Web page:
Kindness of strangers. Beware of that. It will get you to do things you never intended to do. They just cannot help themselves. They are everywhere pointing, advising, probing. Like when I try to keep up with Natalia hiking to the Ice Lake. I am clearly having a bad hiking day. Huffing and puffing I am dragging my body up. And up. These are real mountains. Not like Green Mountains in Vermont. Or Catskills. Or Adirondacks.
Telluride, Colorado is a playground for the rich. Not as famous or expensive as Aspen but multi-million dollars condos beg to differ. You don't notice it at first in the summer when gondola runs for free but $1950 for a season ski pass speaks for itself. It's a pretty little town nested in a valley surrounded by dramatic mountains. Full of fancy hotels, boutique shops and decent restaurants. Completely devoid of chain stores or motels. It seems once the rich move into town they keep walmarts and mcdonalds out. Too bad they also keep house prices high.
San Juan Mountains are treaded lightly once more. Where the Utes used to hunt game, tourists are chasing ghosts. And while in Europe ghosts inhabit castles and are result of unhappy aristocratic marriages, American ghosts are signs of a once new era reminding us of failed capitalist ventures. Remnants of towns and mines mark brief interlude of commercial exploitation of these beautiful but harsh mountains.
We've learned a new verb: jeeping. Well, in our case it's probably nissaning and we are obviously not doing it right. As far as I can tell it involves taking your unsuspecting car on a deadly, narrow, mountain road in search of breathtaking views and an adrenaline rush. Our truck is more than happy to oblige, but the driver and the pilot (otherwise known as I and Natalia) not so much. One problem is you never know what awaits around the corner. We wonder if the road marked in a guide as moderate jeeping is easy enough for us? (It isn't). Once you commit to a road there is usually no turning back. And I don't mean it in a metaphorical sense. The road is literally too narrow to turn. I suppose one could just back off all the way down.
Bored? Looking for a new mode of transportation? Join thousands of Americans in this brand new discovery of railroad travel. No, I am not talking about switching from car to train for a daily commute. This is about train as entertainment. Everyday use of trains is in the same sorry state it has been since the demise of steam locomotive. We've encountered this type of diversion twice so far: in Chama, New Mexico and in Durango, Colorado. Commercial application was abandoned in the 60s due to the usual reasons of cheap gasoline and better roads. In 90s is became tourist attraction. Clearly there are enough people willing to don dark clothes (to avoid staining by airborne soot) and spend a few hours in a densely packed open-air gondola cars chatting with strangers, which is advertised as particularly enjoyable. Upgrade to an adult-only parlor class available - obviously the organizers thought about anti-social types like us who are not overly fond of children. The railroads are engineering wonders. And they traverse one of the most picturesque parts of US. But if you buy a ticket be prepared to spend couple of hours traveling to nowhere: Osier, Colorado or Silverton, Colorado. Both are ghost towns.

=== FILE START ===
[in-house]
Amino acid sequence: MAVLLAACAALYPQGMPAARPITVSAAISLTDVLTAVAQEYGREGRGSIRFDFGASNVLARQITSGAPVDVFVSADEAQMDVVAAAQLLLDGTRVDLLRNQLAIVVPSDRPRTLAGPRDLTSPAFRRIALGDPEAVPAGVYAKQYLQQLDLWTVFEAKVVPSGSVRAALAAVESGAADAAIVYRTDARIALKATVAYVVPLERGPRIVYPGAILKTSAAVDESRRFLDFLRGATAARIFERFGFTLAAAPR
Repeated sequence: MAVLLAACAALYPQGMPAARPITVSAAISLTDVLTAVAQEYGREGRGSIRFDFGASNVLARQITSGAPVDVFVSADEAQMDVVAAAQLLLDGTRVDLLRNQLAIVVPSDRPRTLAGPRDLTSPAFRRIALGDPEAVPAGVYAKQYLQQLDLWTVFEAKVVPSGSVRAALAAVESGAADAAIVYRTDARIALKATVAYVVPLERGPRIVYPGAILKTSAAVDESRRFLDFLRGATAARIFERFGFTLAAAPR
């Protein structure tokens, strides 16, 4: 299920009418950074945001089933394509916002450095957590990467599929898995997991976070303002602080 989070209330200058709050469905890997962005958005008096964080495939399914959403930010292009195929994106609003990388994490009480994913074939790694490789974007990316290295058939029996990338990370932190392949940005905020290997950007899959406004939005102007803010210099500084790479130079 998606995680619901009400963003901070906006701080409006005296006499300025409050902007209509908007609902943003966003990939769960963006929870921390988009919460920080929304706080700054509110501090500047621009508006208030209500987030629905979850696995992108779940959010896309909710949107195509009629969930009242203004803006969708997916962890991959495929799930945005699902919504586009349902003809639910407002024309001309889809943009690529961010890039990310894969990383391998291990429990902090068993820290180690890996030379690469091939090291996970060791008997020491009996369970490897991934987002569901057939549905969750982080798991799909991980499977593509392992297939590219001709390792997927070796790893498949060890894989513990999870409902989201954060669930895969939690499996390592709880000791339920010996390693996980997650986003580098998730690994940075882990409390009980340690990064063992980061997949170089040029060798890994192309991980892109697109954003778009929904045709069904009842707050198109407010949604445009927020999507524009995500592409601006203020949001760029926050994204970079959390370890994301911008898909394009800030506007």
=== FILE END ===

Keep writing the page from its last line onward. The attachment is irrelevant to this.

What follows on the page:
Anasazi or Ancestral Pueblans as modern Pueblo Indians prefer to call them lived in the Mesa Verde for hundreds of years until late 1200s. And then they disappeared. More exactly they stopped building. Quite abruptly as testified by an unfinished Sun Temple. And similarly they abandoned the Chaco Canyon about hundred years earlier. What happened to them? Why did they leave? Where did they go? Professional and amateur archeologists have been attempting to answer those questions for 120 years now. No theory is entirely satisfying. For various reasons including political. Overpopulation and depletion of resources, advocated by Jared Diamond, doesn't gel with the myth of Indians as good stewards following Mother Earth principles. When it is presented to Mesa Verde visitors it's qualified by the occurrence of an ice age at that time. Drop in temperature is strangely at odds with artists' renderings of mostly naked Indians peppering the park sites. But naked means savage and we, the descendants of the European settlers, are used to this excuse of the atrocities committed in the name of civilizing the indigenous population. Scholars disagree if it was great drought or ice age that explains the worsening of climate and forced the natives out. But you'd never know there is a controversy by reading literature provided by National Park Service.